So how do we get summer back for our kids (and ourselves)? I don’t want to spend thousands of dollars in camps and shuttle my boys around all summer for the rest of their lives. I want them to make their own adventures, solve their own problems and for them to be out of my hair for hours at a time.

And I know I’m not alone. I had this conversation with a local mom just the other night and she felt the same way. How do we work together as a community to give kids back a little of the freedom they once had?


Eversnap Pro: Photographers On-Demand

 Casual family portraits with Eversnap Pro.

Ever wanted kids’ portraits or great pictures of a birthday party without shelling out big bucks for a photographer? If the answer is yes, keep reading.

When the team at Eversnap Pro reached out to me a few months ago, I hadn’t heard of their service and thought it sounded almost too good to be true. An experienced, friendly photographer and all the digital files for $100 an hour? And I can book online or through an app? Yes please!

Eversnap Pro offered me a one hour photo session to try out their service (full-disclosure!). I decided to use it for a photo shoot with the boys and their littlest cousin, with the idea of using the photos as Mother’s Day presents for the grandmothers.

Setting up the session online was super easy and our photographer, Sarah, arrived on-time and with a big smile. Sarah said she’s been working with Eversnap for a while and shoots everything from portraits to weddings. She was professional and good with the kids, who were not particularly excited about having their portraits taken. The only criticism I have is that I was hoping to get pictures of each of the boys individually, but I don’t think I was clear enough with this request. We ended up with pictures of the two of them without their cousin, but not individual shots.  

Aside from easy booking and a really fair price, the other great thing about the service is that I had my photos the same night as the shoot. Sarah said the turnaround is usually 1-2 days, which is awesome. The photos aren’t highly edited, but ours looked really great. I was also able to invite my sister-in-law to view the photos directly online, so I wasn't stuck distributing CDs or being the sole person resposible for ordering prints. This would be great for a large event.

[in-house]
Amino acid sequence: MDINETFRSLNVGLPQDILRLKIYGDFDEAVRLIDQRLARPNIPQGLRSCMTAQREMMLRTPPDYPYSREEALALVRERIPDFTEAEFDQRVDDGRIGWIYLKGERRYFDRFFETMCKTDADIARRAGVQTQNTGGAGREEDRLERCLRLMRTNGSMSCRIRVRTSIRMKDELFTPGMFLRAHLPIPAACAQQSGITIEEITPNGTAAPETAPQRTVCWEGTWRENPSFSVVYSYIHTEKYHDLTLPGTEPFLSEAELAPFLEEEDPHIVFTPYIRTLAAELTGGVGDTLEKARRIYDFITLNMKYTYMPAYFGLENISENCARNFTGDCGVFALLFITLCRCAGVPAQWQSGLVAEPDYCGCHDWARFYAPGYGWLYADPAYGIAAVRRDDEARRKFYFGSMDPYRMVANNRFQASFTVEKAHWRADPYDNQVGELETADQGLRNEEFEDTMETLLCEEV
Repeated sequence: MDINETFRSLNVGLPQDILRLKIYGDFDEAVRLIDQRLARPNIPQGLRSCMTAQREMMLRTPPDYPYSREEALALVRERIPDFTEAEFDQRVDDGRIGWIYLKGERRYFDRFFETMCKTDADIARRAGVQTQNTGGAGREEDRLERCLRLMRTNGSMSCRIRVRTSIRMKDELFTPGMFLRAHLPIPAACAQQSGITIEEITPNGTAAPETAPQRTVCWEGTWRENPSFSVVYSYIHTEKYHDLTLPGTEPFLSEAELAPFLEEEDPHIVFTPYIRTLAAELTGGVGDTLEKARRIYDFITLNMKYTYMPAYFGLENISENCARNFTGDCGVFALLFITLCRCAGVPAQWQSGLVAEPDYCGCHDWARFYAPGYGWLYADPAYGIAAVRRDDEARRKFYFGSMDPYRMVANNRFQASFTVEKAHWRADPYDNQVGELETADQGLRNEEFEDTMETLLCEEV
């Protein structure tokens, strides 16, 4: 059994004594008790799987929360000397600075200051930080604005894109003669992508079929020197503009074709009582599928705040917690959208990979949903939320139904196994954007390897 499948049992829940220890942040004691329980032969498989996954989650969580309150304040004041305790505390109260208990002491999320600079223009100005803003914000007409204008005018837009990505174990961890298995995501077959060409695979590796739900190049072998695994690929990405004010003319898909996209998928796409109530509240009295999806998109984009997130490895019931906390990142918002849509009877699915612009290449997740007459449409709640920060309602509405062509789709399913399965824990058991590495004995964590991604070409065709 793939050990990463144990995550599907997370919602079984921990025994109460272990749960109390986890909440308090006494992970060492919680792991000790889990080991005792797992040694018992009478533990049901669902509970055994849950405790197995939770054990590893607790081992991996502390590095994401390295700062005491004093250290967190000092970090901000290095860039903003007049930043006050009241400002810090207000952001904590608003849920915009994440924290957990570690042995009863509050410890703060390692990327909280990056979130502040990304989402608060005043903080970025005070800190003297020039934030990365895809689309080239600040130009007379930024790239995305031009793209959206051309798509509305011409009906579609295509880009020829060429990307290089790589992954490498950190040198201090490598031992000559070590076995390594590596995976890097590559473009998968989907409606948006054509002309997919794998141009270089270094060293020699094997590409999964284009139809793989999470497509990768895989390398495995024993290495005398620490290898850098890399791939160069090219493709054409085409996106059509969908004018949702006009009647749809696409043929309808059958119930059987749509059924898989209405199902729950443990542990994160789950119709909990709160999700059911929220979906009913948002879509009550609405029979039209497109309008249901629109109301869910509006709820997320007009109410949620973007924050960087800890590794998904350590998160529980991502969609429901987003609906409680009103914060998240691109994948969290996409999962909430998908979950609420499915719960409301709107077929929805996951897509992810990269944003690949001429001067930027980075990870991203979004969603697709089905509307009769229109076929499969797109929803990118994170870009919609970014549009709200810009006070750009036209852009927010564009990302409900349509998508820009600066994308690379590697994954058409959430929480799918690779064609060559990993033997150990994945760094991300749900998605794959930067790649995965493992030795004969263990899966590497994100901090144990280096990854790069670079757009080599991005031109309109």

I’ve been lucky to have a good friend who is also a very talented photographer and she’s taken pretty much all of the boys’ pictures to-date. To me, Eversnap isn’t going to replace this kind of high-level, artistic photography. It’s a different thing all together—I see Eversnap as the perfect solution for family reunions, first birthday parties and casual portraits.

If you want to give Eversnap Pro a try, you can use this coupon code for 25% percent off: Nathalee775 (more full-disclosure: I’ll receive a $25 credit toward Eversnap for the first three people who use this code). 

Here are some of my favorite images from the shoot:Wrestling: All day, every day.

Hug or headlock?Let's make our stuffed animals toot!
The alternate universe in which I have three kids. If only it would be as easy as it looks!


Stop, Drop and Roll


At Elle's preschool today, one of the dads who is a fireman came to speak to the class. Parents were invited to stick around for his little presentation so we did as I thought Reid might like it to see all the gear. I didn't realize it was also a wake up call for me and my lack of safety education for Elle. As a four-year-old she is fully capable of following a safety plan. So, I thought it might be a good reminder for other parents too. Just a little refresher course since it's been a while for most of us.

First, teach your children what to do should they catch fire. We all remember this, right? Stop, drop and roll! 

Second, set up a plan with your child in case a fire happens. How do they get out and where do you all meet up? When describing this, it's important to talk about how to navigate a house on fire. The fireman today told the kids to put their hand close to the door to see if the knob was hot. If it was, back away as the fire is outside of their door. (Before a fire, you should best determine and discuss alternative ways to get out if their door isn't an option.) If their dooknob isn't hot, they should open the door, stay low to the ground, get out of the house and meet at the meeting spot.

Third, remember to explain the fire alarms, how they work and what they mean. Also, show them pictures of actual firemen in gear so they know not to be afraid when they see one. It's surprisingly kind of scary! 

Any other tips to share? I'm sure I've missed some!